Can I drink the tap water in Sweden?

With thousands of lakes and plenty of rain and snow, clean drinking water is something Sweden has by the bucket load. Regardless of where you travel, the cold water that comes out of the taps is almost certainly safe to drink.

Because of this, Swedes rarely buy still bottled water – indeed, you may have a job tracking it down at convenience stores and small supermarkets, which usually only sell flavoured or sparkling water. A small bottle of sparkling water will usually set you back 22–35 SEK.

If you’re travelling around the country or spending a day sightseeing then it’s worth buying a drink from a shop and then re-filling the bottle from the tap at your hostel or hotel. The tap water in the bathrooms at restaurants, museums and other attractions is also safe to drink.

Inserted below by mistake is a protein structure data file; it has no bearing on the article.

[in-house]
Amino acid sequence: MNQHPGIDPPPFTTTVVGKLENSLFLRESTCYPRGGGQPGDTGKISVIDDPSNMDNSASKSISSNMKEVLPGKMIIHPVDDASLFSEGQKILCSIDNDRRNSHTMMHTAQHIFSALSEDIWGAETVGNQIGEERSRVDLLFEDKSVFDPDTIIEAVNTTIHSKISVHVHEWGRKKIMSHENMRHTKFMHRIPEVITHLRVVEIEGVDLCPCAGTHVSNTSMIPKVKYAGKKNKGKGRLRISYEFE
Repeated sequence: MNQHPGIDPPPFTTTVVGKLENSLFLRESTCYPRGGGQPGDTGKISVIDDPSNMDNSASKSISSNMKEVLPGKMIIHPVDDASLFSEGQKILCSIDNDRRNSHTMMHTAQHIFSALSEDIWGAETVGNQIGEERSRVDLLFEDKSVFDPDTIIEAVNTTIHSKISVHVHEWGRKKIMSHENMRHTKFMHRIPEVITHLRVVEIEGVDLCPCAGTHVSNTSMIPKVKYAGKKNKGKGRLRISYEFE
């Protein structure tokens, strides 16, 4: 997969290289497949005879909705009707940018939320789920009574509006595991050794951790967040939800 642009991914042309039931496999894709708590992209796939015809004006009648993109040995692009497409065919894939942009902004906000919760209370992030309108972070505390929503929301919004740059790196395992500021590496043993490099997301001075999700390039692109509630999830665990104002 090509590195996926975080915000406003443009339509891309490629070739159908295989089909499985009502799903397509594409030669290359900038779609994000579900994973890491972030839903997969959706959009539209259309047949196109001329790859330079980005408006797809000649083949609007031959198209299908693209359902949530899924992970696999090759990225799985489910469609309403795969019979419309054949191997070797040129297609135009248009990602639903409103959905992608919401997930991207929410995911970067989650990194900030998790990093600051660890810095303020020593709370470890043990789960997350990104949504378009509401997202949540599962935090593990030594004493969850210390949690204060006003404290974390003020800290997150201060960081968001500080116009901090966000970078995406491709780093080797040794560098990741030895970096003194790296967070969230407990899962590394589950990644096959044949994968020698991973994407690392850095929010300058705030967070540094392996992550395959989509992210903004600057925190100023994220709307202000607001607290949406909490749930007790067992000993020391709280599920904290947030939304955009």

Sweden has a reputation for being clean and pollution-free, but you should still be careful about drinking from lakes, rivers and streams – even if it looks clean, it may not be safe to drink. Our guide to camping in Sweden has more info.




Food and drink

Health and safety